The latest BP Statistical Review was published in London this morning, and following a theme presented for years at Gregor.us, global growth in coal consumption continues to soar. Now that global oil production is flat, and is no longer able to fund new industrial expansion, coal remains the cheap BTU and, of course, the preferred energy source of the developing world (non-OECD). For another year, the world has turned to coal. See the following chart—world consumption of coal in million tons oil equivalent 2001–2010.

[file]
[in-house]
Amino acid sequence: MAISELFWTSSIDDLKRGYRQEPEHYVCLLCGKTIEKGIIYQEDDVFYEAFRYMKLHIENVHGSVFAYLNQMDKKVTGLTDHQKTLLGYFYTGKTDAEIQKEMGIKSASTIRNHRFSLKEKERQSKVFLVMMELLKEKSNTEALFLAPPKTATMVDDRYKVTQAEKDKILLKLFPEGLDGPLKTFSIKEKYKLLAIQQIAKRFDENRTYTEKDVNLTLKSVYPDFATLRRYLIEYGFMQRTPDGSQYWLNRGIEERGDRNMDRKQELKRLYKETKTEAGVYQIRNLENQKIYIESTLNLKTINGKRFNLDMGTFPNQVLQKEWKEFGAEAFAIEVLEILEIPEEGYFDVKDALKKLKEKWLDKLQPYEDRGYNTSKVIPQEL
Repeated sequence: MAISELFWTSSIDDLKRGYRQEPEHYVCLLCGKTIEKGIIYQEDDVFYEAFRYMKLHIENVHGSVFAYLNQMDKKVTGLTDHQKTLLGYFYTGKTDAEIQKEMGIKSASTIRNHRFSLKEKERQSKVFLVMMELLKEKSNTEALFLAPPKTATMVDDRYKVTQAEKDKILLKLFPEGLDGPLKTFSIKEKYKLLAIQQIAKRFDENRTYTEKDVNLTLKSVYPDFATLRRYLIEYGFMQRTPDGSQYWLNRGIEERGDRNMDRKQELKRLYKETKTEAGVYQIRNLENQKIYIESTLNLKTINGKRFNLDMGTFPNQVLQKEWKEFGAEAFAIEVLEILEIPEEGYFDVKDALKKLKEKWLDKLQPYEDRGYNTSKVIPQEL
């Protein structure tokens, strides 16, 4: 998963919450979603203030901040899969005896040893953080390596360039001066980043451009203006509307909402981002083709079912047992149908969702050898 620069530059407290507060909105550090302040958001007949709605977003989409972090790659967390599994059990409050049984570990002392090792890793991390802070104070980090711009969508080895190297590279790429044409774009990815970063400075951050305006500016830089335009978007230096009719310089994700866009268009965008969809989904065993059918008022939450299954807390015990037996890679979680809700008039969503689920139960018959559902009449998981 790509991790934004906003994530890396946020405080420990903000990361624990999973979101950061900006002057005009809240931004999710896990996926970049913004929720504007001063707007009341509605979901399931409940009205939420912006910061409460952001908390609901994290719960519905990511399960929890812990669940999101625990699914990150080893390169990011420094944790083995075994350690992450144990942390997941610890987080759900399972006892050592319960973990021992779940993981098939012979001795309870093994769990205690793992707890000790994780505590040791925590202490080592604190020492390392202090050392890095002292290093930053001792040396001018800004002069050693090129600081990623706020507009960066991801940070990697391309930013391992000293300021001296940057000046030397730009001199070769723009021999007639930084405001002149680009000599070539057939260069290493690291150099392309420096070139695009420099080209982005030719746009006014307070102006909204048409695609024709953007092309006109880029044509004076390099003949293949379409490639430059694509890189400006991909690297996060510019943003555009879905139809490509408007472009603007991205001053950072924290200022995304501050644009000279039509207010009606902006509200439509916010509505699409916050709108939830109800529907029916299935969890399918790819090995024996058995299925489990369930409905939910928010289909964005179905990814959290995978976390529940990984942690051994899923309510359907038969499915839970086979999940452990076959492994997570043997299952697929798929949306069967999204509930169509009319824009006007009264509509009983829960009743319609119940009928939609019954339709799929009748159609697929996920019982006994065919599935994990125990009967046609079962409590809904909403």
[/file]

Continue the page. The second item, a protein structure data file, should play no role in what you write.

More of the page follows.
In presentations late last year, I had been forecasting a 6.90% rate of coal consumption growth globally for 2010. During that time, I knew that non-OECD coal consumption was very strong—and likely well above 8.00%. I also knew that OECD coal use was a tad stronger than one might anticipate. What I did not foresee was that the 2010 rebound in OECD coal use was much stronger, at a 5.2% rate. Thus, combined with non-OECD's huge 8.7% advance, total global coal consumption growth in 2010 comes in at a whopping 7.60%.
Among all fossil fuels, did coal consumption grow the fastest in 2010? Yes, it did.